That last part was supposed to be pronounced like it just happened in a mystery movie and some important fact was just uncovered.

Try it again,

The International Lake of Mystery….Duh, duh, Duh…..

How’d it go?

One of the main things about humor that I have found out in my life is that it is not real great if you have to explain it. You certainly dropped the ball, if you are at that point.


In comes the saga of “Deer Lake” in Waterton National Park.

So, Saturday was a first for me. I had to access a lake and it was about a quarter mile into Alberta, but it was about two and a half miles from a road and was directly west of the customs station.

So, this meant that the path of least resistance was hiking the boundary swath.

What is that you ask?

If you knew it or not, there is delineation that visually and physically separates the U.S. from Canada. In some places it might just be markers like this one.

In the plains they may just mow a separation.

When there are forests, there is a 40 foot wide swath or clearing that runs east/west along the 49th parallel. So, since Glacier and Waterton are on the border, there is a boundary swath running east/west and separating the park the whole way.

I swear!!!

Why, I’m not entirely sure…But there is.

So on this particular day the route to the lake was an animal path that runs willy nilly up the boundary swath. I was happy to see that there was even a path, but I suppose the animals think it’s pretty cool that we keep this big clearing for them in the middle of the forest.

My friend’s cousin, Curtis and I drove through Canadian Customs. Had a really nice conversation with the nice men at the port and headed down the hill.

At the bottom of the ridge, we had to ford the Belly River. The water is low enough now that it is safe. Earlier in the summer it would have been terrifying.

The deal with this whole hike was that we had to stay in the swath. If we left it, it had to be to the north. We had entered into Canada, so we would be illegally entering into the country if we walked out of the swath to the south and back into the U.S.

All of this sound odd and a bit silly? I agree, but that is international law. I’m lucky that they extended this option to me to begin with.

After the river we found a nice mucky swamp and because of this tiny little rule, instead of walking around the swamp to the south, we had to walk straight on through. There was no end to it if you walked north…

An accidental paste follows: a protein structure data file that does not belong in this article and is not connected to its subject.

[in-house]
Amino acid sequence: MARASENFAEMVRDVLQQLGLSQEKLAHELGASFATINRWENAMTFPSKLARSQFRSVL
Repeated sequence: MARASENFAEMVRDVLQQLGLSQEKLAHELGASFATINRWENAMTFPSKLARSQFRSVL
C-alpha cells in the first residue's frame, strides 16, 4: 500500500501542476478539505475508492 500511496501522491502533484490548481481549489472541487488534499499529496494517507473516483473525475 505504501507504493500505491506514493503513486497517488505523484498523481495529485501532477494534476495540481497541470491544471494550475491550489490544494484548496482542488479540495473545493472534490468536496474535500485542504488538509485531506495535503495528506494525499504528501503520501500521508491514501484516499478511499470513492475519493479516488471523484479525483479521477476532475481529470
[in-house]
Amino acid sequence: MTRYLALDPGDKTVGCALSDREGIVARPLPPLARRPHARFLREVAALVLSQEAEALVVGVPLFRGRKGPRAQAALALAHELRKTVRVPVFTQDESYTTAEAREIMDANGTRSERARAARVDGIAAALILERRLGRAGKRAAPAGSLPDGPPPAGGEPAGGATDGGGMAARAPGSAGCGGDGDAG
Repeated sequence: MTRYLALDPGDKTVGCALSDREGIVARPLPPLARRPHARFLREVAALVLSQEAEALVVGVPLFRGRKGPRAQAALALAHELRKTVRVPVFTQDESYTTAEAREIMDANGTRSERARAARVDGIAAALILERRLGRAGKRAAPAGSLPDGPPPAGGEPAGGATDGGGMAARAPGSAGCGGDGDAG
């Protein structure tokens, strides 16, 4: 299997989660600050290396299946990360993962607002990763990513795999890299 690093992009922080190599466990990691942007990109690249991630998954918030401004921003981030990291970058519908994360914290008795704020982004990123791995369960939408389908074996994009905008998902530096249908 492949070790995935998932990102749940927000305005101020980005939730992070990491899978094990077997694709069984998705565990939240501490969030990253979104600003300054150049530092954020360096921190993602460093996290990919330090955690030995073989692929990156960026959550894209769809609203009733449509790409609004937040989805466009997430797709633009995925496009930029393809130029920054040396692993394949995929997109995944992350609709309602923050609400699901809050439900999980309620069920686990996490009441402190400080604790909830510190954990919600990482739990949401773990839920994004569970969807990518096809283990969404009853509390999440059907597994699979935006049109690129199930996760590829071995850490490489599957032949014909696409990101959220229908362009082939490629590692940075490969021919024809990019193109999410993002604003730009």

Straight on through it was. The muck on the bottom of the swamp almost sucked my sandals off of my feet. I then lost my balance and basically fell face first into the swamp. I dunked my boots and half my stuff. I came out smelling awful. Note* This was not the swamp, it was the swamp after it that we could walk around. I have no pic of the awful boundary swamp. I am sorry.*

But we were in compliance with the law!!! I want to continue to make that very clear!

So, finally we headed back up the other ridge after the dreaded boundary swamp. It was really a pleasant walk. The animals cleared a great path the whole way until we had to deal with that “1/4 mile into Canada” part.

It is funny to be walking through a perfectly clear and very wide path with thick, impenetrable forest on both sides. Odd feeling, for sure.

So, we schwacked our way over, under and around the forest for a good while until we found a pretty pleasant lake. I was surprised because many of the small, forested lakes are really not too pleasant.

I spoke with a few guys who work for Waterton National Park and they said that they had both flown over it through the years. One said it was almost dried up at the end of a hot, fire filled season. The other said that he saw a moose swimming in it.

Now I have.

Lake #118

On our return we even found an amazing moose skull hidden in the willows.